The UK’s armed forces are currently fighting innovative and agile adversaries, and the ability to counter rapidly evolving threats with military capability delivered in the form of Urgent Operational Requirements (UORs) is critical.
The MoD has had a great deal of success in delivering UORs worth more than £3bn in support of operations in Iraq and Afghanistan. The recent announcement of 700 more protected patrol vehicles for Afghanistan, at a cost in excess of £700m, is evidence of the continued commitment to meet operational requirements through the UOR processes.
In its 2008 report, the Defence Committee commented: “The UOR process has delivered substantial amounts of vital equipment to our armed forces operating in Afghanistan and Iraq. We commend DE&S for the speed at which it is getting urgently needed equipment into theatre, the procurement of Mastiff vehicles being a good example of this”.
UORs clearly represent a proven means of delivering capability into theatre very rapidly and in response to changing circumstances.
Building on these successes, the Defence Committee also suggested that “there are some important lessons which can be learned from the procurement of UORs and applied to mainstream equipment procurement, and we expect the MoD to ensure that this is done”.
In order to successfully transfer learnings from the successful delivery of UORs, it is imperative that the lessons learned are relevant to mainstream procurement.
How relevant are lessons learned from UORs to mainstream procurement?
There are some key differences between UORs and mainstream procurements. The majority of the MoD’s mainstream procurement budget is contained within the 20 or so major projects reported upon by the National Audit Office, each of which is worth c£1bn or more. These large projects usually deliver complex integrated systems, embodying substantial amounts of development risk. They are also the projects that the MoD finds most difficult to deliver within expectations. In contrast, many UORs tend to be small, of the order of £10m, and focus on developments of close to market or Military Off The Shelf (MOTS) equipment.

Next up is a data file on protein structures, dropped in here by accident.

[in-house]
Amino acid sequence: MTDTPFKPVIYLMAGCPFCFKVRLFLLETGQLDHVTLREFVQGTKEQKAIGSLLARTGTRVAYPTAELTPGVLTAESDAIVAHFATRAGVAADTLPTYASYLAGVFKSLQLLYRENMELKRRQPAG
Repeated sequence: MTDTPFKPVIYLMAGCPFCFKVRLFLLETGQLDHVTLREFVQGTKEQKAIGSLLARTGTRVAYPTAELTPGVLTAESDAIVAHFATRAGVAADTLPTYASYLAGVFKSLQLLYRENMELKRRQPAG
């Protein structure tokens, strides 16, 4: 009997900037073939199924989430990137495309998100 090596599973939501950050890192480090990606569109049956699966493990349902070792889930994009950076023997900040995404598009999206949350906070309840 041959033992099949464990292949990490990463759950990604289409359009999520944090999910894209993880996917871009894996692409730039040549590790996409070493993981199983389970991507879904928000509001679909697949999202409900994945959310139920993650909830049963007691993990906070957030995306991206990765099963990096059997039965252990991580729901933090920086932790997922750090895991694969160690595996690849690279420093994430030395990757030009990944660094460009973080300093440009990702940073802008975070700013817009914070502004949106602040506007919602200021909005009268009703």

Whilst these factors suggest that UORs and mainstream projects differ significantly, some of the larger UORs do possess a spend rate that is comparable with some of the MoD’s largest projects and may be equally complex as some major projects, involving development risk and placing a much greater emphasis on realising capability, rather than delivering equipment. These UORs are much closer to mainstream procurement projects and valuable lessons could well be learned from their delivery.
UORs offer the opportunity to do things differently
There are both cultural and process differences between the delivery of UORs and mainstream procurement projects.
UORs, by their very nature, possess a strong sense of urgency with dates for delivery that are measured in months rather than years. This sense of urgency represents a double-edged sword, which encourages innovation and requires strong teamwork and focus for success, but at the same time also provides potential excuses for cutting corners, some of which may be important.
Innovation is often more apparent in UORs than mainstream procurement projects since, given the need to get things done, it can be more easily justified as long as it makes good sense, and experience suggests that it can be adopted rapidly. The rapid approvals process for UORs takes a more relaxed approach to scrutiny and a more pragmatic approach to competitions that tend to run more quickly, with selections being made on sufficient, rather than exhaustive evidence.